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Re: orion-list Kuhn and Popper

Dear Stephen Goranson,

    Responding piecemeal,

>   That the two deceased scholars had disagreed quite deeply about the 
>  juxtaposition of Kuhn type paradigm shifts and Popper type falsifiability 
>  is documented fact. 

    Your statements are very imprecise as to the nature and scope of their 
disagreement.  Kuhn's discussion of falsification as pp. 77-79, 146-47 
appears quite clear in his acceptance of the notion of falsifiability as 
central to science.  His main disagreements with Popper, as far as I can 
tell, are that (1) Kuhn's research as a historian of science raises doubts 
"that scientists reject paradigms because confronted with anomalies or 
counterinstances" [i.e. falsification], and (2) falsification must be 
accompanied by what amounts to substantial verification of a new paradigm 
before an old paradigm is abandoned (Popper does not believe in scientific 
verification).  See Kuhn, 146-47, 186, 205.

>  So is the unhappiness, even perhaps disdain, sometimes 
>  expressed by Kuhn about various uses of his paradigm shift analysis 
>  of hard science.  Do I need to document this or are you already aware?

    Your assertion is not reflected in his official statement on this subject 
at pp. 208-10.  Documentation would be helpful and welcome.  I have only read 
the two authors' major books.

>  ...Have you checked that with Vermes, Milik, Puech, 
>  Stegemann, et al. who insist Jonathan Maccabee was the wicked priest? 

    My subjective impression is that these views have quietly died in the 
face of the widely accepted date for the foundation of Qumran to c. 100-80 
BCE, following J. Magness.  

>  ...J. Magness and others have revised de Vaux's chronology. Is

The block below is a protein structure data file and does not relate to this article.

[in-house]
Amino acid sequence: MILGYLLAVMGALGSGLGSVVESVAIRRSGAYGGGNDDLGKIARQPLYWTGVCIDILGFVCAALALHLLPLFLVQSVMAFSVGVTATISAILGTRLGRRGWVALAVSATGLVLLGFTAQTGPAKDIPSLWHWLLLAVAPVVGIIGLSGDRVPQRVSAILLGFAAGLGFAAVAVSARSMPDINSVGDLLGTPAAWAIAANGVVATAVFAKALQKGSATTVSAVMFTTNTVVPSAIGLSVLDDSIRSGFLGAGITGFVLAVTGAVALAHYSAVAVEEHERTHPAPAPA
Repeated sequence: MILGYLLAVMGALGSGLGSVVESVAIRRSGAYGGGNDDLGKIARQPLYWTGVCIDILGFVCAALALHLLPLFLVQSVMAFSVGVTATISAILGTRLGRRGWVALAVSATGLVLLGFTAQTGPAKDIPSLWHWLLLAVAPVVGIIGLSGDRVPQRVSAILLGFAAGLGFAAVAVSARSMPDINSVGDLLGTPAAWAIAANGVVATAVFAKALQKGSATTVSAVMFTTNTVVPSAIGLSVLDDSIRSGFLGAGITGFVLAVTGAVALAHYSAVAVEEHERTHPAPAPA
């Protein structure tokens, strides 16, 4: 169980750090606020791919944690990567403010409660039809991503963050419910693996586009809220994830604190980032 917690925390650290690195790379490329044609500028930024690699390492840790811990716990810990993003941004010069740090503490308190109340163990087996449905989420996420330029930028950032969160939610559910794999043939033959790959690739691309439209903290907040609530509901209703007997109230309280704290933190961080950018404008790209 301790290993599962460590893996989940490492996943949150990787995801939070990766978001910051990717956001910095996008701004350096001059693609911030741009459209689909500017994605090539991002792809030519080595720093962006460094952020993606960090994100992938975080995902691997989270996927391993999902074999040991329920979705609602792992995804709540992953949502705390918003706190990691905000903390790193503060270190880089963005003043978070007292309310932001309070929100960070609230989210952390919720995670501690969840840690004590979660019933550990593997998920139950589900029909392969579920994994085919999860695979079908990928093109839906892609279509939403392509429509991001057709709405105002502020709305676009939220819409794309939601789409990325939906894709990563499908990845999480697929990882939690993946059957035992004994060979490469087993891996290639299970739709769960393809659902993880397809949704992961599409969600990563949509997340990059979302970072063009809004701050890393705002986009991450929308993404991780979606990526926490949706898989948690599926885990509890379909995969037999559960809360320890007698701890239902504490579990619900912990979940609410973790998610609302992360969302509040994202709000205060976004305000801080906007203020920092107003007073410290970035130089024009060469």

>  that not progress, without revolution? 

    This is indeed progress, and not yet revolution.  Yet this progress, by 
undermining the evidentiary basis for the current paradigm (certainly as 
originally argued by Vermes, Cross et al), portends a growing (though largely 
unacknowledged) crisis in the field.  The basic paradigm alleges an 
anti-Hasmonean content in the scrolls, one which was originally posited to be 
a reaction to the appointment of a Hasmonean high priest (i.e., Jonathan).  
R. de Vaux's high chronology of Qumran stood as support for this theory.  But 
one can no longer claim that Qumran was established in response to the high 
priesthood of Jonathan (or Simon).  Yet the anti-Hasmonean stance of the 
scrolls is still argued despite the shrinking evidentiary base.  One might 
also point to the much-debated Hymn to Jonathan as another anomaly (among 
several) which has prompted various ad hoc explanations in order to harmonize 
with the current paradigm.  Such erosion of evidence and patch-work 
explanation of anomalies are characteristic of the early stages of 
paradigmatic crisis as described by Kuhn.  

>  ...if the Teacher is Judah the Essene, then he is mentioned 
>  in Josephus, teaching. Yet such a Teacher might hypothetically not be 
>  mentioned by Josephus, and still have existed. 

    There is of course zero correlation, and in fact a negative correlation, 
between Judah the Essene, safely teaching in the Hasmonean temple, with the 
Teacher, allegedly outspoken opponent and exile of the Hasmonean regime.  
Obviously, teachers could be found at all times among Essenes, Pharisees, 
Sadducees, Dositheans, Elkasites, etc.   

    Best wishes,
    Russell Gmirkin
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